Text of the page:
[The picture above is Everett looking at our cat under the house with some of the village boys.]

Our first lesson in Menya is: Don’t promise to pay for work without being able to witness or supervise it.

Before Wes left Menya, he asked some guys to clear the overgrown “road” that leads up the hill to our houses. He promised 20 Kina per day expecting three or four guys to work a few days. Surprise, four guys worked nineteen days! And another guy logged four days. When I told them Wes had only expected a few days work they explained he had only asked for a narrow road for our four wheeler, but they decided to make a wide road with ditches on the sides for water drainage–so that took longer. Price tag: 1600 Kina. So what would you do? Remember, we want these people to teach us their language and listen when we preach the gospel. I sweet talked them down to 1400 Kina.

A week before we came I called one of the guys here to ask him to cut the grass around our house (with a machete as is their custom.) After all, the snakes live in the long grass. Four people worked six six-hour days! Price tag: 280 Kina.

As we were shuttling our stuff, a group of guys helped load at the airstrip and unload at the houses. When we were finished they were all standing around to get paid. We agreed that 10 Kina per man was fair and paid eleven guys, no wait, make that twelve because so-and-so already went down to the river to wash so I’ll take it to him. The next day five more guys showed up at the door to get paid. One of the few guys I can recognize vouched for them and said, “Ok, Joseph. That is everybody. It’s done.” Wouldn’t you know it, a few more guys showed up at Dave’s door today.

Mo money, mo problems! Am I right?

  1. If it helps, I can stop sending you support money.

  2. Mary Beth

    Super interesting! When I saw the pics in your last post of the men helping you shuttle the stuff back and forth and unload, I really just thought, “Awww…they’re eager to help the new people!” For some reason, any other motivation didn’t occur to me. I wish it had been that simple for you. But, I can see now how your interaction with them regarding money stuff could be first steps in building relationships and getting (more) familiar with their culture.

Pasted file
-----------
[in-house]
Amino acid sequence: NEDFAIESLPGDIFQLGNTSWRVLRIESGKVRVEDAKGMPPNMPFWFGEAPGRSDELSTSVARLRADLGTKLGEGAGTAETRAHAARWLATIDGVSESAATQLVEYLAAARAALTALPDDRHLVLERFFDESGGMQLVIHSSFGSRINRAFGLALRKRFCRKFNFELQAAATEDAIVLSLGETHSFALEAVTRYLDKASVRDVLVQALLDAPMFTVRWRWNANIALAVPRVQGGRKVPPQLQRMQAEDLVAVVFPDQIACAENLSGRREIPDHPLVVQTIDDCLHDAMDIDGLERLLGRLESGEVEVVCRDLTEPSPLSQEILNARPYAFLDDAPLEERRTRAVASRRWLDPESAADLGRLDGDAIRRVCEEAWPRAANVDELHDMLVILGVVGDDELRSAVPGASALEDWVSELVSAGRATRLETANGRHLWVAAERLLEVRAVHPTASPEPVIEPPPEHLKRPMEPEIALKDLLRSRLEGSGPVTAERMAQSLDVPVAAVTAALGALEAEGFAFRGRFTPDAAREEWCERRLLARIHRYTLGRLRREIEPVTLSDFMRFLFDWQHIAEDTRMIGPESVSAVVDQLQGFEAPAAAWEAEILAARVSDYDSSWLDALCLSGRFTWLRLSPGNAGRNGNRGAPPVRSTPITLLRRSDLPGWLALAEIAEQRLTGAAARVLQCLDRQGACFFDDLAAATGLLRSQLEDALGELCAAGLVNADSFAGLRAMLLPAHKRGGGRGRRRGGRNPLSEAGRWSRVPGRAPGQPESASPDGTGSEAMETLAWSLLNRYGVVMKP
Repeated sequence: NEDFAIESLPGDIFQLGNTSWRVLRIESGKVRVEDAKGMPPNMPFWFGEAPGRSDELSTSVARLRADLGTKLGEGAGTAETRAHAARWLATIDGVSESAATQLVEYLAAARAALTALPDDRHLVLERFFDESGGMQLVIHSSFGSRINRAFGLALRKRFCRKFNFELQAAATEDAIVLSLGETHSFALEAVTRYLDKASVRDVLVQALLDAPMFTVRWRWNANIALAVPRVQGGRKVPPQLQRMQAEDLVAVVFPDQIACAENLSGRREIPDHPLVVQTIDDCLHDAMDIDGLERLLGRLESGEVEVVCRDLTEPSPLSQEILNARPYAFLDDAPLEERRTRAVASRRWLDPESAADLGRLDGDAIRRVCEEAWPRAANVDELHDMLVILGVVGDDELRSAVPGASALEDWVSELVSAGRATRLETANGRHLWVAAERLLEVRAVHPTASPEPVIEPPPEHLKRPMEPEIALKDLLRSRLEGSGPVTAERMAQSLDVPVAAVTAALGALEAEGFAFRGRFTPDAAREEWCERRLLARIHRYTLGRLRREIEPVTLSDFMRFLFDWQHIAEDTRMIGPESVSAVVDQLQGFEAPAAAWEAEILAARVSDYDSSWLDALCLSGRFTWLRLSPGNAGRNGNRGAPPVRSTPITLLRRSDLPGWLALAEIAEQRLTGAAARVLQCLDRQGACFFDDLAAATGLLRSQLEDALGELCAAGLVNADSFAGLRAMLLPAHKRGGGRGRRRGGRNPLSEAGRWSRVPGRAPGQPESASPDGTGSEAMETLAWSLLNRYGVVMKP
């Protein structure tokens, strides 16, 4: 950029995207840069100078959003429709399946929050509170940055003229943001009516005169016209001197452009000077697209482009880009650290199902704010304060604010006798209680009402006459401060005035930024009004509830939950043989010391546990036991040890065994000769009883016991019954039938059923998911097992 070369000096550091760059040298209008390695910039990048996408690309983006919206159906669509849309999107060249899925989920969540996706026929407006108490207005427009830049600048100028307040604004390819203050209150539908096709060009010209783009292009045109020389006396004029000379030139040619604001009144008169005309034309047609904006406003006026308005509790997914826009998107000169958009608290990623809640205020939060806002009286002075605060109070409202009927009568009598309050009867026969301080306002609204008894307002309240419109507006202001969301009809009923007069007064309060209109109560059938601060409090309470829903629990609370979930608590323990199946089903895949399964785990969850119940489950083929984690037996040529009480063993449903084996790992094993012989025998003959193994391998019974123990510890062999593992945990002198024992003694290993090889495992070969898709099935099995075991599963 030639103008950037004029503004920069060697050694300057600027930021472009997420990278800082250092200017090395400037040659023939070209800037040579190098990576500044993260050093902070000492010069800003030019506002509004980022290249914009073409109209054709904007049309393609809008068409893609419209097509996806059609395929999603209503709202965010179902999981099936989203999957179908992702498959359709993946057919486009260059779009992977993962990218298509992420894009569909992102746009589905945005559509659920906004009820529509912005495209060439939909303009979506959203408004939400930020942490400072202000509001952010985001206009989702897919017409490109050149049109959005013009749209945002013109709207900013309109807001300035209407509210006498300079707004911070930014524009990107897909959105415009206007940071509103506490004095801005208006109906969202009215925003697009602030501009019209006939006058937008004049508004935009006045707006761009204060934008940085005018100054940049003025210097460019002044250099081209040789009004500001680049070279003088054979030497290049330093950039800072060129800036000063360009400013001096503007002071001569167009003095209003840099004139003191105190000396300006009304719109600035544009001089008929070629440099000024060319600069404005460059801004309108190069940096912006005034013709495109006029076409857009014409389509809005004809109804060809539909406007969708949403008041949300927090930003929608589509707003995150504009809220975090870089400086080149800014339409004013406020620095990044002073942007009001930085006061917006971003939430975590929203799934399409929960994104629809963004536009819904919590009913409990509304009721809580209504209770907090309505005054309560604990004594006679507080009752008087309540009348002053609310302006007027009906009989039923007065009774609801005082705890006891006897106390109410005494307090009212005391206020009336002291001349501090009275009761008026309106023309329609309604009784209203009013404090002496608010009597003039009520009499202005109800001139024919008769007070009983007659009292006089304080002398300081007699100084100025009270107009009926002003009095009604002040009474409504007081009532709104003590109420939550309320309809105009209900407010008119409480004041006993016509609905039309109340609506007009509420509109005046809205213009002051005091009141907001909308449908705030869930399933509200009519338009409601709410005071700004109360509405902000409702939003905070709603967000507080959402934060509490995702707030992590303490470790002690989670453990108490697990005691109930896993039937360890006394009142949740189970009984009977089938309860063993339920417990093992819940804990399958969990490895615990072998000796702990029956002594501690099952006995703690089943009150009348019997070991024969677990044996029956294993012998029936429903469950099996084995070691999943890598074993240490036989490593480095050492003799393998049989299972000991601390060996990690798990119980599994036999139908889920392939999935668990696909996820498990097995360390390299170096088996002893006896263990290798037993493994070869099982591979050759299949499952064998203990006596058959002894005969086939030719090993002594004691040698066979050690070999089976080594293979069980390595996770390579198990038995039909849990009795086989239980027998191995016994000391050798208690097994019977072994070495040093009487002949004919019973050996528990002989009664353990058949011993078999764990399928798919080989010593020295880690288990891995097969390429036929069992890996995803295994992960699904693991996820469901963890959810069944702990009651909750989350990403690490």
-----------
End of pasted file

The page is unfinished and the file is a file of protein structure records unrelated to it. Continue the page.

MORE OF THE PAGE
Now that I’m thinking about it, I guess I didn’t expect that the Kina would be valued as much in a tribal location (like maybe something else would be of more value to them…. like food or labor… since they aren’t running out to Target). How often to do they have the opportunity to spend their money? I’m assuming they don’t use it within their village…?
    Grateful y’all are there safely (with 3G) and excited to learn more about your new friends/family/neighbors in Menya.

  3. Hal

    With a big smile he says : You are the people with the very deep pockets. You came on a very large airplane and you have a really cool tote goat. Oh yeah, & with all of that hi-tech other stuff, you represent all that this world has to offer and they want it, just like everyone back home.
    I encountered this same kind of thinking on a hurricane repair trip to Antigua. It was a real eye-opener for me and a learning experience in missions work. After working several days to repair some small churches & the 12X14 foot shanty homes that the school teachers & shopkeepers live in, our team was resting on a beach in front of a blown-out resort on a remote corner of the island. A local pastor friend of mine & his wife sat down next to me and began, in all sincerity, to try and convince me to purchase the resort. They “were certain” that if my friends back in the U.S., could afford to send me & the team on a big airplane, with lots of equipment to do the repairs, my friends in the U.S. surely had the $5 million U.S. to buy the resort & donate it to them so they could establish a “nice home” for the wayward youth on the island. They were serious! They saw us as the answer to all of their worldly dreams & social needs. It became a teaching opportunity for me & the team.
    Some things take special cross-cultural training to be understood. Many do not.

What do you think?